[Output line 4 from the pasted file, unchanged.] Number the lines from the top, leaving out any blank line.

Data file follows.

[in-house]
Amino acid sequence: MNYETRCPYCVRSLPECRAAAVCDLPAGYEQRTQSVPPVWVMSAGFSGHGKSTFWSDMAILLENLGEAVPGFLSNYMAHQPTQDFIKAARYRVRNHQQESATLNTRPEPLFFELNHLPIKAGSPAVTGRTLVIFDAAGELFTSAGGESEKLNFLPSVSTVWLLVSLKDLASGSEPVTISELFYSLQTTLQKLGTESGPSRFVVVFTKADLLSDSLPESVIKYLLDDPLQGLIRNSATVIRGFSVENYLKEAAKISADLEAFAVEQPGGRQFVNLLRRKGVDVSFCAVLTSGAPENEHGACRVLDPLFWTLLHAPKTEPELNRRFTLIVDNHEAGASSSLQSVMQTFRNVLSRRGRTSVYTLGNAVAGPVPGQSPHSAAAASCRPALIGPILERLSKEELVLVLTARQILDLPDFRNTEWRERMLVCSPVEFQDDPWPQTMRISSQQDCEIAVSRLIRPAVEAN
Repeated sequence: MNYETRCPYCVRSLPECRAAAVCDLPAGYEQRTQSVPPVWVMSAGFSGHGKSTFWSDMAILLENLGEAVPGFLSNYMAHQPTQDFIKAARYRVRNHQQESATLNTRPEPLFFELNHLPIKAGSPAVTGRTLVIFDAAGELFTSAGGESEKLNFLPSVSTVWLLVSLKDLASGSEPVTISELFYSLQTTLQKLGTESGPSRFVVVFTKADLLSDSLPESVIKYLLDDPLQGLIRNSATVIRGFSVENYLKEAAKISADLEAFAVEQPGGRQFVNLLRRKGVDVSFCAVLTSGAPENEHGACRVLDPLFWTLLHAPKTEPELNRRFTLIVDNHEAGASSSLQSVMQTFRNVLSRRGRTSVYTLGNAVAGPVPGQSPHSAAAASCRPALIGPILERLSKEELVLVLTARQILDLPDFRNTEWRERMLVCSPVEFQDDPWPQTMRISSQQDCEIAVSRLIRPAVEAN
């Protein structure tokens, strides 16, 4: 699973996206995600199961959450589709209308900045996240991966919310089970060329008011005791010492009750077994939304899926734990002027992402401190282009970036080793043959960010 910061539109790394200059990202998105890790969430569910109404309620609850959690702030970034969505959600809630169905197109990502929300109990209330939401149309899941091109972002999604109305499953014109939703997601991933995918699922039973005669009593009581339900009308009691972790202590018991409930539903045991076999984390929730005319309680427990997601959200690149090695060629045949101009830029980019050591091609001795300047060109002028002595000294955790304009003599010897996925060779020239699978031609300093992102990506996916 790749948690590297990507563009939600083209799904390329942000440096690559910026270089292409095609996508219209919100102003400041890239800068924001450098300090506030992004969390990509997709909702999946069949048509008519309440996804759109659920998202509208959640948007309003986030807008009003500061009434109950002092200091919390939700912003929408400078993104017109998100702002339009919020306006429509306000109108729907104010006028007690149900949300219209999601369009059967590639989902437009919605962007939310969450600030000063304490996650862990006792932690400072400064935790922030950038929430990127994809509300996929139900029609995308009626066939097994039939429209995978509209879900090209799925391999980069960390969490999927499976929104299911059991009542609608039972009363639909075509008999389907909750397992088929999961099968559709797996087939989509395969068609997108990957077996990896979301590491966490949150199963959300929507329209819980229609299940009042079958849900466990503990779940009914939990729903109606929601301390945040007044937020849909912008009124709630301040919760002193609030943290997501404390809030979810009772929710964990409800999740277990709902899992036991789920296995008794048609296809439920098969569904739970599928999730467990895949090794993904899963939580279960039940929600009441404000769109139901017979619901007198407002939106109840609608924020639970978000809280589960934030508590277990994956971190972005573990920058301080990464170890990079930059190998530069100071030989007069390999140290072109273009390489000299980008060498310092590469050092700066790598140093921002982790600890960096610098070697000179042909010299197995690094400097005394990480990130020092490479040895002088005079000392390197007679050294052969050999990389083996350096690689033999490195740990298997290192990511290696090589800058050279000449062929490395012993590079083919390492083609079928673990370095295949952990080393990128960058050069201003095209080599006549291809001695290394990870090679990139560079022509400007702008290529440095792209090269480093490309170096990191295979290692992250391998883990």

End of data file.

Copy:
């Protein structure tokens, strides 16, 4: 699973996206995600199961959450589709209308900045996240991966919310089970060329008011005791010492009750077994939304899926734990002027992402401190282009970036080793043959960010 910061539109790394200059990202998105890790969430569910109404309620609850959690702030970034969505959600809630169905197109990502929300109990209330939401149309899941091109972002999604109305499953014109939703997601991933995918699922039973005669009593009581339900009308009691972790202590018991409930539903045991076999984390929730005319309680427990997601959200690149090695060629045949101009830029980019050591091609001795300047060109002028002595000294955790304009003599010897996925060779020239699978031609300093992102990506996916 790749948690590297990507563009939600083209799904390329942000440096690559910026270089292409095609996508219209919100102003400041890239800068924001450098300090506030992004969390990509997709909702999946069949048509008519309440996804759109659920998202509208959640948007309003986030807008009003500061009434109950002092200091919390939700912003929408400078993104017109998100702002339009919020306006429509306000109108729907104010006028007690149900949300219209999601369009059967590639989902437009919605962007939310969450600030000063304490996650862990006792932690400072400064935790922030950038929430990127994809509300996929139900029609995308009626066939097994039939429209995978509209879900090209799925391999980069960390969490999927499976929104299911059991009542609608039972009363639909075509008999389907909750397992088929999961099968559709797996087939989509395969068609997108990957077996990896979301590491966490949150199963959300929507329209819980229609299940009042079958849900466990503990779940009914939990729903109606929601301390945040007044937020849909912008009124709630301040919760002193609030943290997501404390809030979810009772929710964990409800999740277990709902899992036991789920296995008794048609296809439920098969569904739970599928999730467990895949090794993904899963939580279960039940929600009441404000769109139901017979619901007198407002939106109840609608924020639970978000809280589960934030508590277990994956971190972005573990920058301080990464170890990079930059190998530069100071030989007069390999140290072109273009390489000299980008060498310092590469050092700066790598140093921002982790600890960096610098070697000179042909010299197995690094400097005394990480990130020092490479040895002088005079000392390197007679050294052969050999990389083996350096690689033999490195740990298997290192990511290696090589800058050279000449062929490395012993590079083919390492083609079928673990370095295949952990080393990128960058050069201003095209080599006549291809001695290394990870090679990139560079022509400007702008290529440095792209090269480093490309170096990191295979290692992250391998883990």